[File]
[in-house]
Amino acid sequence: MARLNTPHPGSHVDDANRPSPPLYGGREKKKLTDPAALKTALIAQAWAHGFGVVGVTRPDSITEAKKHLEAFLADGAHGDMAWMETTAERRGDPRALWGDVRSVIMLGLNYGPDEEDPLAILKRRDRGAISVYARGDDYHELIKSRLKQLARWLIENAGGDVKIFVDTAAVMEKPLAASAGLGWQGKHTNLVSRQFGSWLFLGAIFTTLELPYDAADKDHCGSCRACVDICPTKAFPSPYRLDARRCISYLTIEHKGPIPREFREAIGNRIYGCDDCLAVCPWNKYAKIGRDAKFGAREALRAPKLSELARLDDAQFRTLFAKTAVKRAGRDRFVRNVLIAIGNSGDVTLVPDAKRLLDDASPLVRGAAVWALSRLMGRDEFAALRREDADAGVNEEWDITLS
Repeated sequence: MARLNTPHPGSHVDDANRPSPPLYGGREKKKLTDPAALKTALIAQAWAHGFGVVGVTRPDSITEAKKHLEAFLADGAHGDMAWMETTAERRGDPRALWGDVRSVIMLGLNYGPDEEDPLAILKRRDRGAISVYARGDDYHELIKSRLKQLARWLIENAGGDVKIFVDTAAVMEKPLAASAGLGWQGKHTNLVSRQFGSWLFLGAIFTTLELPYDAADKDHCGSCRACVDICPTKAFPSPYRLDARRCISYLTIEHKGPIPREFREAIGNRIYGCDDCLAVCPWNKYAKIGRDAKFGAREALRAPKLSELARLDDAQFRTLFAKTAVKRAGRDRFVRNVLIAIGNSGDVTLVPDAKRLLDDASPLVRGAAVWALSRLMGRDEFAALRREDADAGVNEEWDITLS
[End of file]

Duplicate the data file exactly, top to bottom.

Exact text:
[in-house]
Amino acid sequence: MARLNTPHPGSHVDDANRPSPPLYGGREKKKLTDPAALKTALIAQAWAHGFGVVGVTRPDSITEAKKHLEAFLADGAHGDMAWMETTAERRGDPRALWGDVRSVIMLGLNYGPDEEDPLAILKRRDRGAISVYARGDDYHELIKSRLKQLARWLIENAGGDVKIFVDTAAVMEKPLAASAGLGWQGKHTNLVSRQFGSWLFLGAIFTTLELPYDAADKDHCGSCRACVDICPTKAFPSPYRLDARRCISYLTIEHKGPIPREFREAIGNRIYGCDDCLAVCPWNKYAKIGRDAKFGAREALRAPKLSELARLDDAQFRTLFAKTAVKRAGRDRFVRNVLIAIGNSGDVTLVPDAKRLLDDASPLVRGAAVWALSRLMGRDEFAALRREDADAGVNEEWDITLS
Repeated sequence: MARLNTPHPGSHVDDANRPSPPLYGGREKKKLTDPAALKTALIAQAWAHGFGVVGVTRPDSITEAKKHLEAFLADGAHGDMAWMETTAERRGDPRALWGDVRSVIMLGLNYGPDEEDPLAILKRRDRGAISVYARGDDYHELIKSRLKQLARWLIENAGGDVKIFVDTAAVMEKPLAASAGLGWQGKHTNLVSRQFGSWLFLGAIFTTLELPYDAADKDHCGSCRACVDICPTKAFPSPYRLDARRCISYLTIEHKGPIPREFREAIGNRIYGCDDCLAVCPWNKYAKIGRDAKFGAREALRAPKLSELARLDDAQFRTLFAKTAVKRAGRDRFVRNVLIAIGNSGDVTLVPDAKRLLDDASPLVRGAAVWALSRLMGRDEFAALRREDADAGVNEEWDITLS